Women tend to choose non-math-intensive fields for their careers — not because they lack mathematical ability, but because they want flexibility to raise children or prefer less math-intensive fields of science, reports a new Cornell study.
"A major reason explaining why women are underrepresented not only in math-intensive fields but also in senior leadership positions in most fields is that many women choose to have children, and the timing of child rearing coincides with the most demanding periods of their career, such as trying to get tenure or working exorbitant hours to get promoted," said lead author Stephen J. Ceci, professor of human development at Cornell.
Women with advanced math abilities choose non-math fields more often than men with similar abilities, he added.
Women also tend to drop out of scientific fields — especially math and physical sciences — at higher rates than do men, particularly as they advance, because of their need for greater flexibility and the demands of parenting and caregiving, said co-author Wendy M. Williams, Cornell professor of human development.
"These are choices that all women, but almost no men, are forced to make," she said.
The study, published in the March issue of the American Psychological Association's Psychological Bulletin (135:2), is an integrative analysis of 35 years of research on sex differences in math. Ceci and his Cornell co-authors reviewed more than 400 articles and book chapters to better understand why women are underrepresented in such math-intensive science careers as computer science, physics, technology, engineering, chemistry and higher mathematics.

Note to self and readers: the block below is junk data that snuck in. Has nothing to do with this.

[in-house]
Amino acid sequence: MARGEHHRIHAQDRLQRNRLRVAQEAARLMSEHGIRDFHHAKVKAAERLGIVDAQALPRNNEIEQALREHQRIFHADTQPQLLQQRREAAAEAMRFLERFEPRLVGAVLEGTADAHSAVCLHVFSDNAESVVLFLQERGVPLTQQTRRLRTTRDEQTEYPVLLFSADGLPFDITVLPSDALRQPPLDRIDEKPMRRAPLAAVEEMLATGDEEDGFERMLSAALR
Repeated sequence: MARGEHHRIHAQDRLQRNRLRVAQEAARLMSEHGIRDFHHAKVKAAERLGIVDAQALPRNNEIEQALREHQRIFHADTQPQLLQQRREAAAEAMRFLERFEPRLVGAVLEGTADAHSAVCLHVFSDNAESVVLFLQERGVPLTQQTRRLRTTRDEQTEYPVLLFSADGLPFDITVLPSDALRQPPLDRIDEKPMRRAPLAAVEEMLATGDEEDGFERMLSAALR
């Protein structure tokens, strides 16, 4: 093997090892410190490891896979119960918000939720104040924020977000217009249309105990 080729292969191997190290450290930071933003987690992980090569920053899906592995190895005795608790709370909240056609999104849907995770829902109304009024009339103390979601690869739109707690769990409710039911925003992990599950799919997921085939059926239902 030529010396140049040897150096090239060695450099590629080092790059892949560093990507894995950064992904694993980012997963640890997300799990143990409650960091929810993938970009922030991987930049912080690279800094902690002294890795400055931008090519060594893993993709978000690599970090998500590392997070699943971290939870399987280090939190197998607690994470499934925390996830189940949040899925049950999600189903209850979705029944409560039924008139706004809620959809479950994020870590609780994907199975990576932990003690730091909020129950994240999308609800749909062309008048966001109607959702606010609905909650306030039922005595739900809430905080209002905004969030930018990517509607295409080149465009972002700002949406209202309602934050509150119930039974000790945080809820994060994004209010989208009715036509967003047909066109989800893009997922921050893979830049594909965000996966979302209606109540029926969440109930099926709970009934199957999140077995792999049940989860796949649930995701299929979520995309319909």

Women today comprise about 50 percent of medical school classes; yet women who enter academic medicine are less likely than men to be promoted or serve in leadership posts, the authors report. As of 2005, only 15 percent of full professors and 11 percent of department chairs were women. Non-math fields are also affected: For example, only 19 percent of the tenure-track faculty members in the top 20 philosophy departments are women.
The authors concluded that hormonal, brain and other biological sex differences were not primary factors in explaining why women were underrepresented in science careers, and that studies on social and cultural effects were inconsistent and inconclusive. They also reported that although "institutional barriers and discrimination exist, these influences still cannot explain why women are not entering or staying in STEM careers," said Ceci. "The evidence did not show that removal of these barriers would equalize the sexes in these fields, especially given that women's career preferences and lifestyle choices tilt them toward other careers such as medicine and biology over mathematics, computer science, physics and engineering."
The analysis, which also was conducted with Susan Barnett, Ph.D. '04, a visiting scholar at Cornell, also found that "Women would comprise 33 percent of the professorships in math-intensive fields if it was based solely on being in the top 1 percent of math ability, but they currently comprise less than 10 percent," Ceci said.
Science, technology, engineering and math are not the only professions affected by women's career choices, said the authors. Women are still underrepresented in the top positions of such fields as medicine, law, biology, psychology, dentistry and veterinary science.
The authors recommended that universities and companies create options for women with math talents who want to pursue math-intensive careers. These could include deferred start-up of tenure-track positions and part-time work that segues to full-time tenure-track work for women who are raising children, and courtesy appointments for women unable to work full time but who would benefit from use of university resources (e-mail, library resources, grant support) to continue their research from home.